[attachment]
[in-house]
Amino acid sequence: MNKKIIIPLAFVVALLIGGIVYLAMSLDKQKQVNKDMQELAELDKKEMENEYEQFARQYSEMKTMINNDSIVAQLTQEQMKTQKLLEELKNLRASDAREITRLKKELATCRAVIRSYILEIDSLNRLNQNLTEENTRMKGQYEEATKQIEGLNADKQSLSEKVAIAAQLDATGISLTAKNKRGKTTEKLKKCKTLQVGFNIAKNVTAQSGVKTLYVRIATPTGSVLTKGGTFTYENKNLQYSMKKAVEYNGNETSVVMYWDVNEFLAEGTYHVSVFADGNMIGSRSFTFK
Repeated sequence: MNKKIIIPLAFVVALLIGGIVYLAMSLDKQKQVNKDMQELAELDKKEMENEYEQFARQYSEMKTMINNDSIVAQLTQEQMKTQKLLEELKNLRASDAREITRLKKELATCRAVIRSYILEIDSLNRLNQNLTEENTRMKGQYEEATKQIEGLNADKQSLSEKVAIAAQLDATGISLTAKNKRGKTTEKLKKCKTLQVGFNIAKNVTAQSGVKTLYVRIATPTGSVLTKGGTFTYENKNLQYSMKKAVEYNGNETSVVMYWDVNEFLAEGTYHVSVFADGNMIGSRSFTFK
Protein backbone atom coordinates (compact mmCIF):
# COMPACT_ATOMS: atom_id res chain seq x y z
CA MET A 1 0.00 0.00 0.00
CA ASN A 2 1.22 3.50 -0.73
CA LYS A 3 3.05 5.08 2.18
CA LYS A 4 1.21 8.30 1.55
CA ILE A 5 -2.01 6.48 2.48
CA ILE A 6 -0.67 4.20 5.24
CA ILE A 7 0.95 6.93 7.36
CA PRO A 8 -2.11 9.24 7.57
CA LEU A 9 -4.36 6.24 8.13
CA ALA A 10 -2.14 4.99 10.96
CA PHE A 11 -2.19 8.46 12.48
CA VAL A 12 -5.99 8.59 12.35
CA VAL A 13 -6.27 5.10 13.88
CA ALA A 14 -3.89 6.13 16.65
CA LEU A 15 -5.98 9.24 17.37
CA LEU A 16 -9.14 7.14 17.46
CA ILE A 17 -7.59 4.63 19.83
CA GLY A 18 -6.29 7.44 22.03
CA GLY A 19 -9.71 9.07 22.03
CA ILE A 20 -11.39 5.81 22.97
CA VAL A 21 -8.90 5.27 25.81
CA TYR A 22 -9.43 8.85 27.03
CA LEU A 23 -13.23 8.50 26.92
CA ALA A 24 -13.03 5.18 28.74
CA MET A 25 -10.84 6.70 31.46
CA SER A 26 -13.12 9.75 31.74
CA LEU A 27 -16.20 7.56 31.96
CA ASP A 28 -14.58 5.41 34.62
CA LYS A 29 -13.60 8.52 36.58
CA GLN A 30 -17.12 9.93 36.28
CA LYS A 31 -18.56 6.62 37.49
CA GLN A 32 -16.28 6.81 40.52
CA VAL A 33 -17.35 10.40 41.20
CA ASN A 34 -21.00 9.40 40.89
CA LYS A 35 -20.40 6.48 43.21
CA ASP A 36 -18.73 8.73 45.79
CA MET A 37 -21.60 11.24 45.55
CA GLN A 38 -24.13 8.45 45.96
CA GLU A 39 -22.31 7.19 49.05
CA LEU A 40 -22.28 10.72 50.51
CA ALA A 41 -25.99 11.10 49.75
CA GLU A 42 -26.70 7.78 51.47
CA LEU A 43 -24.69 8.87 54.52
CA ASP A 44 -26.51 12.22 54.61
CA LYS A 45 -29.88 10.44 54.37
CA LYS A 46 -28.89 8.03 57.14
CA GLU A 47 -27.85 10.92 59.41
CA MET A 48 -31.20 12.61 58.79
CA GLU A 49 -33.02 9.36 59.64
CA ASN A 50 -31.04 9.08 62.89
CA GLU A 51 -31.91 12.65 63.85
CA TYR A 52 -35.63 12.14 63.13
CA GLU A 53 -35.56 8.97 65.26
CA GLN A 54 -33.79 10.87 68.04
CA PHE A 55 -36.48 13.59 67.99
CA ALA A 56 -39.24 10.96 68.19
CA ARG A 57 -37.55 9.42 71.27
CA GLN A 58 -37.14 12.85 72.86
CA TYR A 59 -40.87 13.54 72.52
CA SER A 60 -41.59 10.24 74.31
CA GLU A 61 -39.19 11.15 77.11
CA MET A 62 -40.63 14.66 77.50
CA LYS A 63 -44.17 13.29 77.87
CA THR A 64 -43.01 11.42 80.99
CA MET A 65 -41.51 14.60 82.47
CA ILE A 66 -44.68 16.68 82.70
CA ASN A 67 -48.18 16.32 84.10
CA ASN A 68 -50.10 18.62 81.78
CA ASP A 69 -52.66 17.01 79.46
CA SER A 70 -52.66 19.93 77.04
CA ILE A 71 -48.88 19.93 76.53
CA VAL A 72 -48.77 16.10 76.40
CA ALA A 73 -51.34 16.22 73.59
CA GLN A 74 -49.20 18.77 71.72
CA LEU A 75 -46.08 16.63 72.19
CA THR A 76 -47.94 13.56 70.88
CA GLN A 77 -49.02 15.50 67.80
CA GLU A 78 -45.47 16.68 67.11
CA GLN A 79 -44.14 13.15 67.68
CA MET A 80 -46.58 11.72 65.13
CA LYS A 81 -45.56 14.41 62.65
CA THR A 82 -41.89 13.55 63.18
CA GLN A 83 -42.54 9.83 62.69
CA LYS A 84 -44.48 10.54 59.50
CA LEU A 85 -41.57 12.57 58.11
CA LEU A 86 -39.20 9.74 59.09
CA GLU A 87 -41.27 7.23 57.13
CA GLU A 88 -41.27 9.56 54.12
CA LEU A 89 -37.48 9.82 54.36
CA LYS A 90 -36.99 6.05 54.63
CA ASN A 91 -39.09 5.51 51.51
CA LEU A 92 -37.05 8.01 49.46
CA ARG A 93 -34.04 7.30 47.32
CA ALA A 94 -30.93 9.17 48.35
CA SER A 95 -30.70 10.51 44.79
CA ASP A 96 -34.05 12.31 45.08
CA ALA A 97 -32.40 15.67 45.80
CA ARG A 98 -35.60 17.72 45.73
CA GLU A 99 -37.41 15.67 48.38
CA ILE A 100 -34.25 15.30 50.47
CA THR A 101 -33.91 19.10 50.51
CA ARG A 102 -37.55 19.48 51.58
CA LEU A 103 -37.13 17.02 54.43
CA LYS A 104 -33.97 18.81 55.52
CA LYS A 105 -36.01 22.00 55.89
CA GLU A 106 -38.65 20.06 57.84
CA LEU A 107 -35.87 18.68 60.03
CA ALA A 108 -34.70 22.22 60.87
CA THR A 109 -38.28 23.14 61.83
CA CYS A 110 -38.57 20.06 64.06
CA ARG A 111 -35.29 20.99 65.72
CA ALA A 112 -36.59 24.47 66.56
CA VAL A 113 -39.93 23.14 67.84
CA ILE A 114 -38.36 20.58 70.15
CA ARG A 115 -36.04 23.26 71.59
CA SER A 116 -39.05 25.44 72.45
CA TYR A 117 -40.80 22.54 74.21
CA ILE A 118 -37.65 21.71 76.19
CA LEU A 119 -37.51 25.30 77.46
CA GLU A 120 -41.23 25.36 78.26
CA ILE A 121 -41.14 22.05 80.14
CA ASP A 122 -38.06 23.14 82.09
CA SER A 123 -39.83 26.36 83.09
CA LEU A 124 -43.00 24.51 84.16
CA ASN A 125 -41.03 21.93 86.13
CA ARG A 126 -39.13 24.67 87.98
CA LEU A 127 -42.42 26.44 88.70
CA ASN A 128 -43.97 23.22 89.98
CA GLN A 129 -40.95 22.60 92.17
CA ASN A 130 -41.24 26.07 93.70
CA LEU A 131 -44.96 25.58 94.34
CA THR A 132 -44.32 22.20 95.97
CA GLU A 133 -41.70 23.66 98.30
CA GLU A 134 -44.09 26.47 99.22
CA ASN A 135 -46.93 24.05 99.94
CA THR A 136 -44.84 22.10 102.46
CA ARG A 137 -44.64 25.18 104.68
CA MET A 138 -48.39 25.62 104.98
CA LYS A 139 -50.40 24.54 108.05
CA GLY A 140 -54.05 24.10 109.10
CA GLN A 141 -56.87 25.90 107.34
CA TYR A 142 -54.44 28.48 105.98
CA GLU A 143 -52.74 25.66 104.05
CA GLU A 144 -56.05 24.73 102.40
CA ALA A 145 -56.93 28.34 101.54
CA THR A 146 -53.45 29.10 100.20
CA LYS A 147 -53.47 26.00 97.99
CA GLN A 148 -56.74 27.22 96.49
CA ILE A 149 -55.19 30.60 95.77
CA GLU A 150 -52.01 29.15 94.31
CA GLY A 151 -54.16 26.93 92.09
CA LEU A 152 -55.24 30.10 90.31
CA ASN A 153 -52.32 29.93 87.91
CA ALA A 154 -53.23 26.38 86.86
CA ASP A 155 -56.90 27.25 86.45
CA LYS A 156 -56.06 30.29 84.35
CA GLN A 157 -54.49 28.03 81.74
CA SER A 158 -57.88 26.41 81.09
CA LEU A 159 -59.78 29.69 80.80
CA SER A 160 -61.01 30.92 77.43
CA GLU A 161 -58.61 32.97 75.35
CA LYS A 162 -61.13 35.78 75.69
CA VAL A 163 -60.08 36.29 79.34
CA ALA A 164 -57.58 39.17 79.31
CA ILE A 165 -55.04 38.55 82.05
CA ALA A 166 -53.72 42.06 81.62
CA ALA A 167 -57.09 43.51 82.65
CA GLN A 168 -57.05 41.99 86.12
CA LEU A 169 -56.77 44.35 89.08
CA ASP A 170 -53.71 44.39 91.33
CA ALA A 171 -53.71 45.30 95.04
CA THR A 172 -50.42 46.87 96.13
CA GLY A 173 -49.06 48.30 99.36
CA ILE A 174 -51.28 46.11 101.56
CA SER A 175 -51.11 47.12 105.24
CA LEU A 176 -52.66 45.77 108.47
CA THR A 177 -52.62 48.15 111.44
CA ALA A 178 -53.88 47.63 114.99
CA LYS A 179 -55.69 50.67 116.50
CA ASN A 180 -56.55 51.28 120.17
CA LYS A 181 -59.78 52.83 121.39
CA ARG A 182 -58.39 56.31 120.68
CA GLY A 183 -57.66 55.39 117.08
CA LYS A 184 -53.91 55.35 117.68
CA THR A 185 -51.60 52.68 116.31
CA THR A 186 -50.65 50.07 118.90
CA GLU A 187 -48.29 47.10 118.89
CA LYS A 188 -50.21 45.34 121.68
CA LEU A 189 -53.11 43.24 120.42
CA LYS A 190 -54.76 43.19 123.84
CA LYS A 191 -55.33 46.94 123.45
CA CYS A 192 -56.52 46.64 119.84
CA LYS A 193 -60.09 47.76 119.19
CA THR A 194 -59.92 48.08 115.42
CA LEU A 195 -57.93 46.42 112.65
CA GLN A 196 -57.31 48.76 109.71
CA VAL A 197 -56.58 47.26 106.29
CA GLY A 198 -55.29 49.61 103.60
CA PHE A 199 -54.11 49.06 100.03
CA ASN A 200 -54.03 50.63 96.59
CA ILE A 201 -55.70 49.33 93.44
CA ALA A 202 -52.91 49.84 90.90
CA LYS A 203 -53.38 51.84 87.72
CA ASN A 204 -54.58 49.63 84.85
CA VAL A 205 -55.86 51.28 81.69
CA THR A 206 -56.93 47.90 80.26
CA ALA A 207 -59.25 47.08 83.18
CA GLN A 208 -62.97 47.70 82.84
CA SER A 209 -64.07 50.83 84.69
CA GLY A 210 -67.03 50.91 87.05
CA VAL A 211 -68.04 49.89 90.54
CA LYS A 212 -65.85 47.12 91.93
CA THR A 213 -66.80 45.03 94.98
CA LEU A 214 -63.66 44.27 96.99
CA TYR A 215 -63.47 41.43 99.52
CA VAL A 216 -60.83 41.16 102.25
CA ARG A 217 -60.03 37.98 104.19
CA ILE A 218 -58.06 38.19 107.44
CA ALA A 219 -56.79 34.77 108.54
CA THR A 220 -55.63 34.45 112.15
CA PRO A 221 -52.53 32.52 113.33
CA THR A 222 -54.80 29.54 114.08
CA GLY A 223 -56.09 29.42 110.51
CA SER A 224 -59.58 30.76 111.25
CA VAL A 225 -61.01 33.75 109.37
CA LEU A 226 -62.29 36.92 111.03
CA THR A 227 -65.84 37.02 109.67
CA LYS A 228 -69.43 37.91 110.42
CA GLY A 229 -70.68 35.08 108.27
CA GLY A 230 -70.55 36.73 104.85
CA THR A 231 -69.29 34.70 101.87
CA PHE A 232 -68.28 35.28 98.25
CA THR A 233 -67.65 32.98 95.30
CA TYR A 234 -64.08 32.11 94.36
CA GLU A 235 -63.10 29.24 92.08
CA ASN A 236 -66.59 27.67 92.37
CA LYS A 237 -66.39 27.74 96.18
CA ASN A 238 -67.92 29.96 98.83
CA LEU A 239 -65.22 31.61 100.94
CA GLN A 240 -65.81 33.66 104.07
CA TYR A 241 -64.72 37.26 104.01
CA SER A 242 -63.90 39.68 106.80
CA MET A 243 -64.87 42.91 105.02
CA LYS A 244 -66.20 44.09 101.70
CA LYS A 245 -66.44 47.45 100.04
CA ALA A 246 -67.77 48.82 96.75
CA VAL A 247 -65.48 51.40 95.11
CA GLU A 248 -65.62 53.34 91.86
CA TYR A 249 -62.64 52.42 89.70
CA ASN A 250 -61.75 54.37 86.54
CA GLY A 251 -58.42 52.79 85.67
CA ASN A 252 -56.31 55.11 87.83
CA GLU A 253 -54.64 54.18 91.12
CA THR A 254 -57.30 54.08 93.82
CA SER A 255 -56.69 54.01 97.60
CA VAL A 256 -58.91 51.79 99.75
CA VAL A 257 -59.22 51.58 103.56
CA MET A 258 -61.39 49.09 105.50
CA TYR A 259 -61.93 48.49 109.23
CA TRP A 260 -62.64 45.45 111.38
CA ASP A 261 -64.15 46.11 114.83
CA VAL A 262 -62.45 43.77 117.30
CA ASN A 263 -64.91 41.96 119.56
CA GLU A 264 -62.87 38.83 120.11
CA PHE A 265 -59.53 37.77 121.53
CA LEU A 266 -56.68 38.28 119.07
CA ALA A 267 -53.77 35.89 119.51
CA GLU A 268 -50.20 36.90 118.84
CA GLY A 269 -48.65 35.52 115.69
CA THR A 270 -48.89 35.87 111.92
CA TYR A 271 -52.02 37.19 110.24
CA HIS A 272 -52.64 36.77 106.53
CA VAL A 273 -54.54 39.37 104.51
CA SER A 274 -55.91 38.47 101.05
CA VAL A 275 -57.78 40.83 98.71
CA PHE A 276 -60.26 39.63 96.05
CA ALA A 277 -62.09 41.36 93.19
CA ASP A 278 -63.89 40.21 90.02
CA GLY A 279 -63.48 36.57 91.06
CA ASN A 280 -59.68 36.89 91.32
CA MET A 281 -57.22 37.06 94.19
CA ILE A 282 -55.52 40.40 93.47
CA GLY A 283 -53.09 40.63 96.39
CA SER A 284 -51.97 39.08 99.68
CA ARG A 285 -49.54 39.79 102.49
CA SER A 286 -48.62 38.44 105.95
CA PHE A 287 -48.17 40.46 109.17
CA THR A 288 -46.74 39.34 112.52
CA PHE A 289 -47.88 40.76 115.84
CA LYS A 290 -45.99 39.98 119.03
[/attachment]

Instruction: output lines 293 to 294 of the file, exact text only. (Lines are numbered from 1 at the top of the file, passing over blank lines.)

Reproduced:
CA THR A 288 -46.74 39.34 112.52
CA PHE A 289 -47.88 40.76 115.84